Recent changes in the Companion Animals Act 1998 have increased the penalties for dog attacks in NSW.
The penalties since 19th November 2013 are as follows:
Section 16 Companion Animals Act: Dog Attacks
16(1) Dog attacks generally
There is a maximum penalty of $11,000 for owner’s of dogs that rush at, attack, bite, harass or chase an animal (other than vermin) whether or not any injury is caused.
The owner can be prosecuted even if not present when the incident occurred.
If the owner is not present, and another person over 16 is in charge of the dog at the time, the Council can choose to prosecute that person instead; see Ryde City Council v Pedras  NSWCCA.
The penalty increases to $44,000 in the case of a menacing, dangerous or restricted dog.
Section 23(2)(b) of the Act also gives the Court power to disqualify the ‘convicted person’ from owning a dog for a specified period of time.
Section 23(5) says that a guilty person can be disqualified even if the Court chooses not to give them a criminal conviction; in other words, if the Court deals with them under ‘section 10’ (no conviction).
16(1AA) Dog attacks resulting from owner’s conduct
The maximum penalty increases to $22,000 and/or 2 years imprisonment where the ‘attack’ resulted from a ‘reckless act or omission’ by the owner, or by a person in charge of the dog.
16(1AB) Attacks by menacing, dangerous or restricted dogs
The maximum penalty in the case of the above categories of dogs is $55,000 and/or 4 years imprisonment.
Section 23(1)(a) says that any conviction or finding of guilt means that the owner must be permanently disqualified from owning a dog.
This means that the dog will be seized and the owner will not be able to get it back.
The dog will eventually be ‘destroyed’ if not rescued by an animal welfare organisation, and the owner will never be able to own another dog.
16(1A) Attacks by menacing, dangerous or restricted dogs that result from owner’s conduct
The maximum penalty increases to $77,000 if an attack by a dog from the above category is a result of the owner’s failure to comply with the ‘control requirements’ under section 51 or 56 of the Act.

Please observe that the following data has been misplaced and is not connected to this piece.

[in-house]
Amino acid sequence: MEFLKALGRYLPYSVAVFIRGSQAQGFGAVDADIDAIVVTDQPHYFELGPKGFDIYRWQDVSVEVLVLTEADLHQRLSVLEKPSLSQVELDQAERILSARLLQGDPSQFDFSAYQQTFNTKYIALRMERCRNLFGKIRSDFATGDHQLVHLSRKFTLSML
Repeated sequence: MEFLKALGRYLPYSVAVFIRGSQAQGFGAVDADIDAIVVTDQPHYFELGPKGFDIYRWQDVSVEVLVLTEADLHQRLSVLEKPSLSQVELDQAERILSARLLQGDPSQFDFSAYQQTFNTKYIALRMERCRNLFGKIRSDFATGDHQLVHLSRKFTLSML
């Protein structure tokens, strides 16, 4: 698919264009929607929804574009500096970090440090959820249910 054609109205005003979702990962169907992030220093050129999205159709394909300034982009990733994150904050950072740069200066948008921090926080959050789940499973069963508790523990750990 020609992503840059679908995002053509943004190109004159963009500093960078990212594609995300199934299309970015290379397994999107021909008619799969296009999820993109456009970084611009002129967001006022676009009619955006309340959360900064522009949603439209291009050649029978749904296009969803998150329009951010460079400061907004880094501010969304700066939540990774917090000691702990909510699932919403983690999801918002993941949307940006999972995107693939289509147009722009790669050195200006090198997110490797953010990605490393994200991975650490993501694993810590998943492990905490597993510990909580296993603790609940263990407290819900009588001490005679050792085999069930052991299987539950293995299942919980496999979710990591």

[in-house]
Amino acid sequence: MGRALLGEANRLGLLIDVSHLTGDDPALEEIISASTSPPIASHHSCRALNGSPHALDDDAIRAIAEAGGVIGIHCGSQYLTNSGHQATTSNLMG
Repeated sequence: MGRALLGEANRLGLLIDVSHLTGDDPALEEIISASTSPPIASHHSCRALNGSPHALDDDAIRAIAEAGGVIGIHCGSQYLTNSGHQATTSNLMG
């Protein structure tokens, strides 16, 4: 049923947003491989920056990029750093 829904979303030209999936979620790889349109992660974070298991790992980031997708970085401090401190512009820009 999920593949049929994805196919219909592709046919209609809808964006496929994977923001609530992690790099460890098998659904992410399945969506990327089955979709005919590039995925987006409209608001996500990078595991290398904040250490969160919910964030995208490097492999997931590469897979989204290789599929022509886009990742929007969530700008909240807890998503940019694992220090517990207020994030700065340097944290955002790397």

Those requirements include keeping the dog in an approved enclosure unless muzzled and leashed in the case of a dangerous dog, or enclosed in a manner that is sufficient to restrain the dog and prevent a child from accessing it in the case of a menacing dog that is not under the effective control of an adult.
A person is not guilty of a dog ‘attack’ that occurred:
(a) due to the dog being teased, mistreated, attacked or provoked, or
(b) due to a person or animal trespassing on the property, or
(c) due to the dog acting in reasonable defence of a person or property, or
(d) in the course of working stock, or training to work stock.
Section 17: Encouraging dog to attack
17(1) Encouraging a dog to attack generally
There is a maximum penalty of $22,000 for anyone who ‘sets on or urges a dog’ to attack, bite, harass or chase any person or animal (other than vermin).
Section 23(2)(c) gives the Court power to disqualify a guilty person from owning a dog for a specified period of time.
17(1A) Encouraging a menacing, dangerous or restricted dog
The maximum penalty increases to $77,000 and/or 5 years imprisonment where the person encourages a dog from the above category.
The defence of ‘honest and reasonable mistake’ can be used to reduce the charge to 17(1).
In other words, if the person was honestly unaware that the dog was from any of those categories and that belief was reasonable, the lower penalties under 17(1) apply.
Section 23(1)(b) says that a guilty person must be permanently disqualified from owning a dog.
A person is not guilty if the encouragement occurred:
(a) in the reasonable defence of a person or property, or
(b) in the proper performance of a police or correctional officer’s duties, or
(c) in the course of working stock, or training to work stock, or
(d) in the course of lawful hunting.
Section 35A Crimes Act 1900 (NSW): Causing dog to inflict harm on a person
35A(1) Causing dog to inflict grievous bodily harm
The Crimes Act imposes a maximum penalty of 10 years imprisonment on anyone who:
(a) has control of a dog, and
(b) does any act that causes the dog to inflict grievous bodily harm on another person, and
(c) is reckless as to the injury that may be caused by the act.
Grievous bodily harm is defined as harm of a ‘really serious kind’, and can include any disfigurement of the face, permanent disability, fractured bones etc.
An ‘omission’ can constitute an ‘act’ for the purpose of the section.
So, for example, an owner of a ‘dangerous dog’ would likely be guilty if they purposely left an enclosure open knowing that it could lead to an attack.
35A(2) Causing dog to inflict actual bodily harm
The maximum penalty is 5 years imprisonment where ‘actual bodily harm’ is caused.
Actual bodily harm is defined as any injury which is not ‘transient or trifling’.
Examples include any bruising, cuts, abrasions etc that last more than just a day or two.
Section 23(1)(c) of the Companion Animals Act requires anyone that is guilty under section 35A of the Crimes Act to be permanently disqualified from owning a dog.